Going to Skogfjorden changed my perspective and the direction my life has taken. When I was in grade school, I wanted to become a writer or a doctor. I loved math and reading. I loved playing my violin, and I figured that I would probably follow one of those paths. I was also terribly anxious in social situations and really believed that I was going to have one or two friends in my life, but that was about it. I decided to go to Skogfjorden because I always thought it was sad that my grandmother’s parents followed her teacher’s advice and stopped speaking Norwegian to her in the home. She always kept her connection to Norwegian culture, but the language was gone, and that bothered me. When I heard about Skogfjorden, I thought this is a place where I can learn the language that was lost. Little did I know the real impact Skogfjorden would have on my life.
Growing up in the Minneapolis-area, one of my favorite hometown spots has always the small “fairy doors” were anonymously installed along the Lake Harriet path in the early or mid-1990s. Whether I passed the doors while training for high school soccer season, on a walk with our family dog or while talking to friends, there was always something enchanting about the small wooden doors. It was fun to think about them as a portal to a mysterious realm and the adventure they might lead to.
I was on staff at Skogfjorden for 3 years, when I worked as credit facilitator in the early 1990s. Tove and I had been hanging out together for a few years. Well, actually, we got married in 1989 and we were going to move to Norway (for a year!) in 1991. I had been working to learn a bit of Norwegian and spending a summer at Skogfjorden helped push me forward on that goal as well as letting me work with some great teachers in the credit program.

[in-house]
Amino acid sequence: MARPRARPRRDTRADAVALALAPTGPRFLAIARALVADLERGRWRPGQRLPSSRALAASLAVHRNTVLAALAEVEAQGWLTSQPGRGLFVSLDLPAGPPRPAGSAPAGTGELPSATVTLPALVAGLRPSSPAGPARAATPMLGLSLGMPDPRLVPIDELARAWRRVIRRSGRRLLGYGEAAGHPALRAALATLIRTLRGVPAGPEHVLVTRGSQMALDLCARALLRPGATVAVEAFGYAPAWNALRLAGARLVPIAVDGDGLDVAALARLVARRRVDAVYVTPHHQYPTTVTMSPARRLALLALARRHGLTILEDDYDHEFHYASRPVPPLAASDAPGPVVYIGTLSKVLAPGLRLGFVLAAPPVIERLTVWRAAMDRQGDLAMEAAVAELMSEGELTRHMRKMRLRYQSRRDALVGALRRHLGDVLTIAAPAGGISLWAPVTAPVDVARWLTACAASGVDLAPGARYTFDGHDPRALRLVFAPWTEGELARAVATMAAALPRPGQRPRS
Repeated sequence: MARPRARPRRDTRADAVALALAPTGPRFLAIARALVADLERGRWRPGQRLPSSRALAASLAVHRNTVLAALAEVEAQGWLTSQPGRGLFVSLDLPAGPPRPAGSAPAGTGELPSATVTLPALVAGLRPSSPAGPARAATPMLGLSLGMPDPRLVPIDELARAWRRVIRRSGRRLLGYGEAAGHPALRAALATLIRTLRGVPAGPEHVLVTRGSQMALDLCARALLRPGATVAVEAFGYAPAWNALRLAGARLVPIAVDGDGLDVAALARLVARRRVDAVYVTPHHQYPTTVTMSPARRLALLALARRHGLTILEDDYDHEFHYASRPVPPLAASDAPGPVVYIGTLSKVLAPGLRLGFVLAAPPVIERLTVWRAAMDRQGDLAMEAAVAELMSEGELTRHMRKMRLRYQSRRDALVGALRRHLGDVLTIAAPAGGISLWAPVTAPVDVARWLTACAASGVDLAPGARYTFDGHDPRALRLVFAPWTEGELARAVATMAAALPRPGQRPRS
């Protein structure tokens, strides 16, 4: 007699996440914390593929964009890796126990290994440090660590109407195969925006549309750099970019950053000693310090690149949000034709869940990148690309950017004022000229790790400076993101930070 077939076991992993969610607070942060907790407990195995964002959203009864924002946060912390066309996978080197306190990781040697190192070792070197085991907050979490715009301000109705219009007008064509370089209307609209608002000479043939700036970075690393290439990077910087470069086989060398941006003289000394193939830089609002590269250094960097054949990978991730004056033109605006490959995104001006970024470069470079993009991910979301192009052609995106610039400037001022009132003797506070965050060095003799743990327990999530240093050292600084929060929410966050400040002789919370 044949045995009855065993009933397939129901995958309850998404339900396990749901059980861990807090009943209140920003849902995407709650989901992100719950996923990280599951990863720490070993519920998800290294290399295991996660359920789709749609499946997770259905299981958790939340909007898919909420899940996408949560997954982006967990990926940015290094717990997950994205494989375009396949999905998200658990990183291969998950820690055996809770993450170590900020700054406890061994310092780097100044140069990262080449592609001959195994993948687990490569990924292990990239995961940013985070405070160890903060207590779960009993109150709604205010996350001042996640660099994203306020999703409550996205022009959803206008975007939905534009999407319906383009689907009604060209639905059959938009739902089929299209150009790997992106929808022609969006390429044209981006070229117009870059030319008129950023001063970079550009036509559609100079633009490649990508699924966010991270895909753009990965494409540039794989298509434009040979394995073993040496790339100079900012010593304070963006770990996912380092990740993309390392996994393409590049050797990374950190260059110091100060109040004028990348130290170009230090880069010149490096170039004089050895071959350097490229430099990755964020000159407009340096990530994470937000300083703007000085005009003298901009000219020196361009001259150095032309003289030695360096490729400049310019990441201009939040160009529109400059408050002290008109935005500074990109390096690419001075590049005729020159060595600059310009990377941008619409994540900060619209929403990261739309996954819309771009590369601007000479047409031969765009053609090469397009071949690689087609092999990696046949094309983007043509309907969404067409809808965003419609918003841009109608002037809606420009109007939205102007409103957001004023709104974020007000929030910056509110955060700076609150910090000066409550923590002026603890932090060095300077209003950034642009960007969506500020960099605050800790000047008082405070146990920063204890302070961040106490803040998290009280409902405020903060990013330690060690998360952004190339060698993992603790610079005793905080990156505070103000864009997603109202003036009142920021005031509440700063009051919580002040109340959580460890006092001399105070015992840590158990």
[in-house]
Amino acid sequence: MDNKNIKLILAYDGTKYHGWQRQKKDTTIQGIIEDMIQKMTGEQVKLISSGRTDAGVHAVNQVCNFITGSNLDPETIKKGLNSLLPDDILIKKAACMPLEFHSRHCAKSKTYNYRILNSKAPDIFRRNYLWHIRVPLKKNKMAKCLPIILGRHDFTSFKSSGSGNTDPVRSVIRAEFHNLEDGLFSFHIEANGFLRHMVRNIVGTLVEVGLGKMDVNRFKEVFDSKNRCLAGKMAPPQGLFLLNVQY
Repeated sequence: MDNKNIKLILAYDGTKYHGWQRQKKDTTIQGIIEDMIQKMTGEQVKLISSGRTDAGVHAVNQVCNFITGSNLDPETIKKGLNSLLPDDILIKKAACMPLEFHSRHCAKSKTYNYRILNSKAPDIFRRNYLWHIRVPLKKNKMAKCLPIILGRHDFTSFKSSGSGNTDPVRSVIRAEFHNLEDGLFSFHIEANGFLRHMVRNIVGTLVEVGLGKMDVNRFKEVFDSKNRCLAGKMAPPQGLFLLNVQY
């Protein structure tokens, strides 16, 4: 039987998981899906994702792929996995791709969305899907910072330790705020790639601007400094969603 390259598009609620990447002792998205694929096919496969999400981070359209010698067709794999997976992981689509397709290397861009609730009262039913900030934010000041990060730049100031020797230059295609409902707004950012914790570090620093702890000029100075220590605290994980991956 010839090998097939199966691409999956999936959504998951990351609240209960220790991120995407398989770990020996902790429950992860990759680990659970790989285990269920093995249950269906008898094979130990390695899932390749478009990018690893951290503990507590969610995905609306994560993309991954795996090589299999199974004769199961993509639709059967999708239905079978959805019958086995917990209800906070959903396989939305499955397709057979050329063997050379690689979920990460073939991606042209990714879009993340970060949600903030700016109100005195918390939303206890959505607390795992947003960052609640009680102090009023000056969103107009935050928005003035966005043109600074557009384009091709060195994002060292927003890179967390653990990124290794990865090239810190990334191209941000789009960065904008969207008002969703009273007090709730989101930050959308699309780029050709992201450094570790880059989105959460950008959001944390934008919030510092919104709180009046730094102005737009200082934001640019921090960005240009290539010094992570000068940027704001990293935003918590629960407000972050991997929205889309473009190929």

Today’s kveldsprogram centered around Roald Dahl, an English author of Norwegian descent. Villagers walked around in groups andinteracted with characters and situations from Roald Dahl’s books, including Charlie and the Chocolate Factory, Matilda, and James and the Giant Peach. After the program, we had a conversation about what constituted being “Norwegian” and that, just like Roald Dahl, many of us at Skogfjorden are Norwegian even though we aren’t from Norway. We discussed how important Roald Dahl’s connections to Norway are and likened them to our own connections to Norway.
Our kveldsprogram tonight centered around the Battle of Stiklestad and the death of Saint Olaf Haraldsson. After being ousted from the throne and driven into exile by the Danish king Cnut the Great in 1029, Saint Olaf gathered strength in Sweden and waited to return to Norway. After Cnut’s Norwegian regent died, Olaf returned to Norway in 1030, but was killed by peasants at the Battle of Stiklestad soon after. In our program, villagers were split into groups, most of them were bonder (farmers), some were aristocrats, and others were Danes. The program roughly simulated the events leading up to and after the battle.